1. The Wool Sweater Problem
In the spring of 1968, Cyrena Pondrom, an English professor at the University of Wisconsin, held a series of conversations with the novelist and story writer Isaac Bashevis Singer. The questions were wide-ranging, and so were the answers. At one point Professor Pondrom expresses puzzlement at a line in Singer’s novel The Slave: “He had been driven, he knew, by powers stronger than himself.” What, she asks, are these powers? “I really mean powers,” Singer says. “It’s not for me just a phrase or a literary way of saying things. I believe that powers which we don’t know take a great part in our life.” But surely there is a difference, she suggests, between natural powers and demonic powers. Singer isn’t so sure. “They may be divine powers or other kinds of powers The supernatural for me is not really supernatural; it’s powers which we don’t know.”
“For example,” he says, “a man who took off his wool jacket five hundred years ago at night and saw sparks might have thought that these sparks are supernatural, because there was no reason for him to think that a wool sweater should produce sparks. But we now know what they are The things we know we call nature and what we don’t know we call supernatural.”
Singer considers the possible explanations that people of former times could have had for startling physical events as unknown but natural (static electricity) or unknowable and supernatural. But this doesn’t exhaust the possibilities. Indeed most of the people of the past whom Singer imagines pondering the phenomenon of sparks would have placed it in an intermediate category between natural and supernatural. Those sparks—like the sparks that rise when a cat’s fur is brushed back, spectacular in the dark—were caused by imps, small devils of everyday life, invisible but apparent, who were connected by occult chains of causality both to fire and to cats, and who also fooled around in the human realm, stealing things and playing tricks. They were related, in one direction, to potent demons and the Devil; along another direction, to fairies, brownies, and an array of similar beings. These thought worlds of our forebears, and the beings who inhabited those worlds, underlie our own, even as those ancestors themselves lie under our feet. For better or for worse they have long accompanied people in their daily and nightly doings, undergoing shifts of characterization that depended on how the universe and its inhabitants were understood, shrinking or growing in size, losing or gaining status and fearsomeness, down to the present. If certain of the beings who once shared our world seem to have disappeared or died, it may only be because they have been renamed not once but many times.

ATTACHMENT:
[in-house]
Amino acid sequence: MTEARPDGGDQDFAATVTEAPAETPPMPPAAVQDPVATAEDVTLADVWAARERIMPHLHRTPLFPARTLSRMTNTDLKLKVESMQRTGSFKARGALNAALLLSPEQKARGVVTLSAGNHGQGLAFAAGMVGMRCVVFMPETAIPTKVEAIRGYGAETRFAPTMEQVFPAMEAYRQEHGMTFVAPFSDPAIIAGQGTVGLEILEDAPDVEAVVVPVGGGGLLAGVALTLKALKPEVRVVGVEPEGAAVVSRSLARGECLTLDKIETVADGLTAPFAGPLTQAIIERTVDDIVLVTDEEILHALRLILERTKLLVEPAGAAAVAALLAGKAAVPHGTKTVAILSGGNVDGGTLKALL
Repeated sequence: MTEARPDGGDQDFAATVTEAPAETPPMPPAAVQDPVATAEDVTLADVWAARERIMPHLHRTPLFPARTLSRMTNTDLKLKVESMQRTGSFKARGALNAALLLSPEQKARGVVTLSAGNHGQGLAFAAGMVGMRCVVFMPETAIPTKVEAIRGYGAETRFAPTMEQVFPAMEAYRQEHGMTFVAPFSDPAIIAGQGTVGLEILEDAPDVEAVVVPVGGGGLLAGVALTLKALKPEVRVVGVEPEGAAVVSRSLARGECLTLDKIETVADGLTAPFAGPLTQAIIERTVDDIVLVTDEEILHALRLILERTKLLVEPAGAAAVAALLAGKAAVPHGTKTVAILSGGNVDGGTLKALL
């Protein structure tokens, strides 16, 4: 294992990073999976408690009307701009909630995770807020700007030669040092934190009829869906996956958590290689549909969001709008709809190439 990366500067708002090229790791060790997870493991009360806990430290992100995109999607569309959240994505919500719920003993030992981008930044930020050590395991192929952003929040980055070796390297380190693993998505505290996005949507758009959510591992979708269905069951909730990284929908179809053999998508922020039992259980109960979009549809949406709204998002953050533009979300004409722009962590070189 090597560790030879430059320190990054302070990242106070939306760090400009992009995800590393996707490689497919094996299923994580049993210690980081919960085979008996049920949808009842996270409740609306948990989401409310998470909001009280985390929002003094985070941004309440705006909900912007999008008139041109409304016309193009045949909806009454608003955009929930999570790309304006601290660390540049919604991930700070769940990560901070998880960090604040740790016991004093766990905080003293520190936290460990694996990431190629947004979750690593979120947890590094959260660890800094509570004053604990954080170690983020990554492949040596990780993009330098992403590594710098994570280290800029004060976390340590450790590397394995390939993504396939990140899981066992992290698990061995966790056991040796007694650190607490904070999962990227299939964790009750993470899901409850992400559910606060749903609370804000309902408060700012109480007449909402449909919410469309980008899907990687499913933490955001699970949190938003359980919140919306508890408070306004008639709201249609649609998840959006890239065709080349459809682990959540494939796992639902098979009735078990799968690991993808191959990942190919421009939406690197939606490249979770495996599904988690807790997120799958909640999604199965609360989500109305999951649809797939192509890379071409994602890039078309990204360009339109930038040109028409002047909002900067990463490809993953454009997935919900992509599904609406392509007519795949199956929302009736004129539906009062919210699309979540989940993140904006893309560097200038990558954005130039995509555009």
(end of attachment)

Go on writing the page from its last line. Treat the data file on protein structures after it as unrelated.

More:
2. Melancholy Dizzards
Back in what has come to be called the early-modern period in Europe (roughly what used to be the Renaissance and the Reformation up through the Enlightenment) it wasn’t just peasants and the unlearned who lived in a world of largely unseen but busy spirit creatures. In fact if you were a student of old books, you learned from Greek Neoplatonists and Latin poets about a vast array of beings, igneous spirits of the remote heavens, souls of the great dead, minor gods of field and forest, naiads in the water, dryads in the trees, black chthonian dogs from beneath the earth. Many were evil, or at least dangerous. “Aerial spirits or devils are such as keep quarter most part in the air, cause many tempests, thunder, and lightnings, tear oaks, fire steeples, houses, strike men and beasts, make it rain stones wool, frogs, etc. They cause whirlwinds on a sudden, and tempestuous storms; which though our meteorologists generally refer to natural causes, yet I am of [the] mind they are more often caused by those aerial devils, in their several quarters.”
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